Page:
Augustus also hoped that he might find an inscription written in two or three languages, a sort of Rosetta Stone of the Maya.  This was his first thought when he saw Stela One, called the Stela of Mayapan.   As he studied the incised slab, he soon realized that even if it had once been a trans-latable text, they could no longer decipher its weathered carvings.  "Alas! had our hopes been gratified, of what earthly use would it have been to us in the present instance, these carvings being so obliterated by the hand of time and the action of water."  He could make out enough details to write some comments about the iconography on the lower section of the stela.  The floral design on the headdress reminded him of similar reliefs on the northeast end of the portico of the Castillo, and on the Lower Temple of the Jaguars at Chichen Itza.  He believed it to be the Cocom flower, "a peculiar yellow flower, well known in the eastern and southern portions of the Peninsula."

In the Maya dictionary of Don Pio Perez, compiled earlier in the nineteenth century, he found the definitions of Cocom: "Cocom is a sarmentous plant, with yellow flowers. ...Cocom was the name of an ancient Maya dynasty, and is still preserved as an Indian family name among the natives of Yucatan."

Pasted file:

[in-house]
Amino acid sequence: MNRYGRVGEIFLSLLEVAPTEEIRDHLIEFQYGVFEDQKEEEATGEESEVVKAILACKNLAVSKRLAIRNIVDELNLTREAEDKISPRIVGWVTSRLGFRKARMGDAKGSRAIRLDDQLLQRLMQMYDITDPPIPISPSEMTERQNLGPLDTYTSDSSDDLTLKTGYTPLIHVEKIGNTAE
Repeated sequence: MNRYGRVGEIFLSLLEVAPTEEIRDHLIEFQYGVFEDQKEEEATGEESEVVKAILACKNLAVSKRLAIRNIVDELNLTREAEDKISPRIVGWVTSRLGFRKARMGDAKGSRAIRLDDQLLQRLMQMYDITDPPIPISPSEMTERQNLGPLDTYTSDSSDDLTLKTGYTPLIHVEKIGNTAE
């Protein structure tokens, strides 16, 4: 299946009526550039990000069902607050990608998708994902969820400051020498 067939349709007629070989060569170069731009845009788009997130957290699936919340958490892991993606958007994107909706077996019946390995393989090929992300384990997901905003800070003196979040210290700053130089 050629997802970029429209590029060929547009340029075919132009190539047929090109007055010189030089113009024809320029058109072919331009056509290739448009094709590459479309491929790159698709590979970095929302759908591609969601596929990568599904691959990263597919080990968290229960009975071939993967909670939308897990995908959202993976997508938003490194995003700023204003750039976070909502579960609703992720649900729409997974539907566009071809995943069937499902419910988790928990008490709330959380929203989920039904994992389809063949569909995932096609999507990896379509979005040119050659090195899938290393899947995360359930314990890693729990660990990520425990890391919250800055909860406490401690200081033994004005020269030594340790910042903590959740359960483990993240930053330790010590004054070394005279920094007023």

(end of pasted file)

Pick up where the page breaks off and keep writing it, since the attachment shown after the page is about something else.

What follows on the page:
Le Plongeon found a passage in Landa's Relaciones de las Cosas de Yucatan, a book in which Landa recorded Maya stories about the gods and ancient ruling families, that seemed to suggest the name of the individual on the stela.  In one section of his Relaciones he wrote, "That after the departure of Kukulcan, the lords agreed in order to make their republic stable, to give the principal command of it to the house of the Cocomes, either because it was the most ancient, or perhaps the richest, or may be that the man then at its head, was the one of most worth among them." Augustus concluded that the personage depicted on the stone monument was of great authority because of his height on the stela relative to the other figure.  The lower figure was "but on a low stool (a proof of his inferiority) in order to reach, somewhat, to the exalted position of his lord, who is pictured condescending to stoop toward his subordinate, clearly indicates that Cocom is the King."

In addition to analyzing the carving at Mayapan, Le Plongeon surveyed some structures and determined the latitude of the site.  Using this, he hypothesized that a large mound with two upright columns on top was used as an astro-nomical gnomon, or time indicator.  The two columns provided a fixed point for gauging the sun's position.

In his report to the American Antiquarian Society, "Mayapan and Maya Inscriptions," Augustus used elaborate calculations based on his measurements of the gnomon mound to support the notion that it was used by Maya priests to keep track of time.  He felt that the mound was built to keep track of the ritual 260 day, and the solar 365 day calenders.